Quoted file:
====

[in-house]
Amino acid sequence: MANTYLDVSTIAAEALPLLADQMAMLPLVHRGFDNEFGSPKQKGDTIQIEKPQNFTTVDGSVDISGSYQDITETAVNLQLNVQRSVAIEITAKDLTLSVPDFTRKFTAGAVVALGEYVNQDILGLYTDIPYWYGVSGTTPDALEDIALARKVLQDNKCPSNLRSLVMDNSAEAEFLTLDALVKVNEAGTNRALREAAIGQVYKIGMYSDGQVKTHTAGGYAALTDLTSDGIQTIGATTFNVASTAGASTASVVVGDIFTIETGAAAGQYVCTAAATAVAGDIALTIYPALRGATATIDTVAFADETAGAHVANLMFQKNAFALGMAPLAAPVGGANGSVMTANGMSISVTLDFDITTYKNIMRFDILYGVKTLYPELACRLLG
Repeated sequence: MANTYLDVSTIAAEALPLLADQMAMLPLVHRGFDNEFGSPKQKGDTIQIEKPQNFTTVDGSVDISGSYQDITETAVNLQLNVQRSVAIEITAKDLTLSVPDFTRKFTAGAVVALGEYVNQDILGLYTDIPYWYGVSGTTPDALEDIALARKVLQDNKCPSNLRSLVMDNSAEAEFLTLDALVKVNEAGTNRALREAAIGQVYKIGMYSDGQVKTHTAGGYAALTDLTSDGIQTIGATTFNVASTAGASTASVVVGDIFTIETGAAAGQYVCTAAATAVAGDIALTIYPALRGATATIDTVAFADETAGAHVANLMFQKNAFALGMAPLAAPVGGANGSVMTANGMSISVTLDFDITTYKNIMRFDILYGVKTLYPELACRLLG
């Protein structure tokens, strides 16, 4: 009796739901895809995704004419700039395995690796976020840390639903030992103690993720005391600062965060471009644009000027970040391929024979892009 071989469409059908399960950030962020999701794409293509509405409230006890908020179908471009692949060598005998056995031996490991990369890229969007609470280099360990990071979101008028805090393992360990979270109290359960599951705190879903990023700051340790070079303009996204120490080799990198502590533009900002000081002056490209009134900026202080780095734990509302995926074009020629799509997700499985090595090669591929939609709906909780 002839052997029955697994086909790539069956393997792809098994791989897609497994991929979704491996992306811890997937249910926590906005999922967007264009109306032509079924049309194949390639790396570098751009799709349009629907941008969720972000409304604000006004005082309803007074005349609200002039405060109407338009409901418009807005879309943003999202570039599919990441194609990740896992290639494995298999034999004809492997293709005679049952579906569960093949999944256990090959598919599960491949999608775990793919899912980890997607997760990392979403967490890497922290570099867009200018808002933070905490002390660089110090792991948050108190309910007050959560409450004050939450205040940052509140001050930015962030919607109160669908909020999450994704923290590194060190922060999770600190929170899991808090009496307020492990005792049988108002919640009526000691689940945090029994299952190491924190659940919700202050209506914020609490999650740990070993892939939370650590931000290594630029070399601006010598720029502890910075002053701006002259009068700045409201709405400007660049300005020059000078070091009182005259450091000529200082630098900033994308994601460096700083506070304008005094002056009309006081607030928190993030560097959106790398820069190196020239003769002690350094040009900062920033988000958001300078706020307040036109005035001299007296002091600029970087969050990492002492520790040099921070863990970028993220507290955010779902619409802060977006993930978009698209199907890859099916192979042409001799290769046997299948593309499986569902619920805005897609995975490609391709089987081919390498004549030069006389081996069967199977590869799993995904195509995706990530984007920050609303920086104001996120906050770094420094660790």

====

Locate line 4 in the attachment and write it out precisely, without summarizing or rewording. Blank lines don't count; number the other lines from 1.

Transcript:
């Protein structure tokens, strides 16, 4: 009796739901895809995704004419700039395995690796976020840390639903030992103690993720005391600062965060471009644009000027970040391929024979892009 071989469409059908399960950030962020999701794409293509509405409230006890908020179908471009692949060598005998056995031996490991990369890229969007609470280099360990990071979101008028805090393992360990979270109290359960599951705190879903990023700051340790070079303009996204120490080799990198502590533009900002000081002056490209009134900026202080780095734990509302995926074009020629799509997700499985090595090669591929939609709906909780 002839052997029955697994086909790539069956393997792809098994791989897609497994991929979704491996992306811890997937249910926590906005999922967007264009109306032509079924049309194949390639790396570098751009799709349009629907941008969720972000409304604000006004005082309803007074005349609200002039405060109407338009409901418009807005879309943003999202570039599919990441194609990740896992290639494995298999034999004809492997293709005679049952579906569960093949999944256990090959598919599960491949999608775990793919899912980890997607997760990392979403967490890497922290570099867009200018808002933070905490002390660089110090792991948050108190309910007050959560409450004050939450205040940052509140001050930015962030919607109160669908909020999450994704923290590194060190922060999770600190929170899991808090009496307020492990005792049988108002919640009526000691689940945090029994299952190491924190659940919700202050209506914020609490999650740990070993892939939370650590931000290594630029070399601006010598720029502890910075002053701006002259009068700045409201709405400007660049300005020059000078070091009182005259450091000529200082630098900033994308994601460096700083506070304008005094002056009309006081607030928190993030560097959106790398820069190196020239003769002690350094040009900062920033988000958001300078706020307040036109005035001299007296002091600029970087969050990492002492520790040099921070863990970028993220507290955010779902619409802060977006993930978009698209199907890859099916192979042409001799290769046997299948593309499986569902619920805005897609995975490609391709089987081919390498004549030069006389081996069967199977590869799993995904195509995706990530984007920050609303920086104001996120906050770094420094660790």